>>> catalog?  And how fast?
>>>
>> It would probably be about the size of a PDP11-34 and run at 10MHz
>> instead of 50MHz, but this is very much a WAG.
>
> I think it'd be fun.  A Cosmac 1802 equivalent might be easier, though.

How about doing logic using neon bulbs?  I've considered doing a 
hardwired sudoku solver using discrete logic with neons.  The final 
stage would be the readout.  lol  I don't want my whole living room to 
become a lab though.

-- 

Rick

Article: 158603
Subject: Re: Fully preposterous gate arranger
From: Tim Wescott <seemywebsite@myfooter.really>
Date: Wed, 20 Jan 2016 16:42:30 -0600
Links: << >>  << T >>  << A >>
On Wed, 20 Jan 2016 17:16:40 -0500, rickman wrote:

> On 1/20/2016 3:09 PM, Tim Wescott wrote:
>> On Tue, 19 Jan 2016 17:24:53 -0700, BobH wrote:
>>
>>> On 01/18/2016 07:37 PM, Tim Wescott wrote:
>>>> Is there synthesis software out there that'll take Verilog or other
>>>> HDL and generate a netlist of 7400-series logic?
>>>
>>> Interesting idea, but moving in the opposite direction of progress
>>> (grin).
>>
>> Well, that's the point!  Next, I'll ask that it generates schematics
>> using vacuum tube logic.
>>
>>> You could probably make a technology library for a standard synthesis
>>> package, but handling the multiple gates/package might be a problem.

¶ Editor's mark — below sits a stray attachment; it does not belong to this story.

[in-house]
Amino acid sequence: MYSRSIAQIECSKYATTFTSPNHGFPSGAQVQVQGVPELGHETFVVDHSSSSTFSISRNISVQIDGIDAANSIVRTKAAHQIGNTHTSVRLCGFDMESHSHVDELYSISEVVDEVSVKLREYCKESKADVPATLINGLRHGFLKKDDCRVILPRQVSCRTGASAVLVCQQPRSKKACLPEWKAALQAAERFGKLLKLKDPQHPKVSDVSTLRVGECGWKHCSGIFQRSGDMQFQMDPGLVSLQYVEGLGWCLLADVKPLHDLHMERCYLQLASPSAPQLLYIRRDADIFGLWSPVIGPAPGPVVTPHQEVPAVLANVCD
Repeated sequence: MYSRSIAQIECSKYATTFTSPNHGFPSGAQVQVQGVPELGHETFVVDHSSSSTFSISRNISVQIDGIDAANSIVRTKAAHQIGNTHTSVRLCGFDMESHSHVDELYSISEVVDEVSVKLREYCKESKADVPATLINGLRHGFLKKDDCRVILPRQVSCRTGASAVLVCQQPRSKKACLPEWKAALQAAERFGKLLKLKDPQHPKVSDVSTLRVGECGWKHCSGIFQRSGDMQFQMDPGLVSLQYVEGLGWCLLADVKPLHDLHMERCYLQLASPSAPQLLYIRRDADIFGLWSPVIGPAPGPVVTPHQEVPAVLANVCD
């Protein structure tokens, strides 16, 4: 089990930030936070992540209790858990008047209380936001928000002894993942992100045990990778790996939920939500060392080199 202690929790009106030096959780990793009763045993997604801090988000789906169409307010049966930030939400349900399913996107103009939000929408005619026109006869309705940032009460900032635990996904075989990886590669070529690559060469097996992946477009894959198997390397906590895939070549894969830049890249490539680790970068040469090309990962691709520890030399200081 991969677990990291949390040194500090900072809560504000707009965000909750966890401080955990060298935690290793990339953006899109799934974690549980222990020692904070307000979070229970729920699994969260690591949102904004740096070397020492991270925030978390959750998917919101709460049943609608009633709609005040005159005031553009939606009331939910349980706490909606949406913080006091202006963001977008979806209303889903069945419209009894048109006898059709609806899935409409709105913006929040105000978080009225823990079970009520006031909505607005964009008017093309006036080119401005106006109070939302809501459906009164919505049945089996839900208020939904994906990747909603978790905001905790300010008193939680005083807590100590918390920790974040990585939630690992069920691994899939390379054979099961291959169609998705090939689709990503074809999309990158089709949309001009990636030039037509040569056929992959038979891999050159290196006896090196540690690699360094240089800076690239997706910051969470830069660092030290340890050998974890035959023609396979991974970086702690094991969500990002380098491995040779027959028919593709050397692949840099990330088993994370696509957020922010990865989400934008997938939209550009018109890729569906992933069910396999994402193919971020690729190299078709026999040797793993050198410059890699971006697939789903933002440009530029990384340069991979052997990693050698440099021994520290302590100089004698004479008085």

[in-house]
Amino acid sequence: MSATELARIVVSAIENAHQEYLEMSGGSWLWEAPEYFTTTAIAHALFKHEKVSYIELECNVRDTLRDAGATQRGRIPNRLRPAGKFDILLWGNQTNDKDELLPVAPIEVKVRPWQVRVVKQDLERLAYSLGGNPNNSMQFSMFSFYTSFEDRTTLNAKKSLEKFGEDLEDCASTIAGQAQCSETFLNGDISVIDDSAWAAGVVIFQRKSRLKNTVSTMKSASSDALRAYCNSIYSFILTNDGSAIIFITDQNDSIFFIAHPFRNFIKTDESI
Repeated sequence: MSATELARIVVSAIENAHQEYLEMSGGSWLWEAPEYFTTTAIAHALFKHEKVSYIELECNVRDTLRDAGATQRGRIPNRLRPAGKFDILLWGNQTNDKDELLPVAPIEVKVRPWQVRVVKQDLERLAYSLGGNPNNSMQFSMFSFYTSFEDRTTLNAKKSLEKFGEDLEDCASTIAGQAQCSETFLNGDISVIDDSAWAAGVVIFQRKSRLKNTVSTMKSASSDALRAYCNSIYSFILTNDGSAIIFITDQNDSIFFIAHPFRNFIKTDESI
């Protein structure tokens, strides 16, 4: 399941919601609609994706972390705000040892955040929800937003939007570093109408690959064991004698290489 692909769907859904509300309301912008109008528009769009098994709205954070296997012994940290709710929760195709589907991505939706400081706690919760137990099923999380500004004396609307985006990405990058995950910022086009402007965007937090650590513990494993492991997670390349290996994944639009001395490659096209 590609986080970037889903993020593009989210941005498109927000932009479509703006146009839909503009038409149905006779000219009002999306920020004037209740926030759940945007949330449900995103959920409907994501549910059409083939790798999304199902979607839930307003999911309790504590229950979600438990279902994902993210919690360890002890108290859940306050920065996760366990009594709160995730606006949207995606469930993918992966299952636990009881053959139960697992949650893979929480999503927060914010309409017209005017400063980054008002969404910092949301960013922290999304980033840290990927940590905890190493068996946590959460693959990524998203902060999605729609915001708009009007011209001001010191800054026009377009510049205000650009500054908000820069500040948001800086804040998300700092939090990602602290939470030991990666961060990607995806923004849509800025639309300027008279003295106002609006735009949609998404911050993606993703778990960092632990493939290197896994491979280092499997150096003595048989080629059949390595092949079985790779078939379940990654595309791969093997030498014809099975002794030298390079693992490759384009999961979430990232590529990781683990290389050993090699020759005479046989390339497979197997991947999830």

>>>
>>>
>>>> So -- has it been done, perhaps by someone with way too much time on
>>>> their hands?  How big is an ARM M1 core when it's implemented in
>>>> discrete logic chips that are currently available in the DigiKey
>>>> catalog?  And how fast?
>>>>
>>> It would probably be about the size of a PDP11-34 and run at 10MHz
>>> instead of 50MHz, but this is very much a WAG.
>>
>> I think it'd be fun.  A Cosmac 1802 equivalent might be easier, though.
> 
> How about doing logic using neon bulbs?  I've considered doing a
> hardwired sudoku solver using discrete logic with neons.  The final
> stage would be the readout.  lol  I don't want my whole living room to
> become a lab though.

Have you seen the original gas emission counting tubes?  They had this 
arrangement where you'd trigger a clock wire which would make the glow 
jump from position 0 to position 1, etc.  You could sense which pin had 
the glow and use it for carry, etc.

Apparently there were commercially viable computers that used these 
things, and carried out addition by counting up the accumulator while 
counting the addend down to zero.

-- 

Tim Wescott
Wescott Design Services
http://www.wescottdesign.com

Article: 158604
Subject: Re: Fully preposterous gate arranger
From: David Wade <dave.g4ugm@gmail.com>
Date: Wed, 20 Jan 2016 23:22:48 +0000
Links: << >>  << T >>  << A >>
On 20/01/2016 19:59, Jon Elson wrote:
> Tim Wescott wrote:
>
>> Is there synthesis software out there that'll take Verilog or other HDL
>> and generate a netlist of 7400-series logic?
>>
>> To carry things one step further, if you were seriously contemplating
>> such a thing, of course you'd want the software to understand that chips
>> and boards are of finite sizes, that propagation delays between chips and
>> boards exist, and that board-board connections have finite numbers of
>> pins.
>>
>> So -- has it been done, perhaps by someone with way too much time on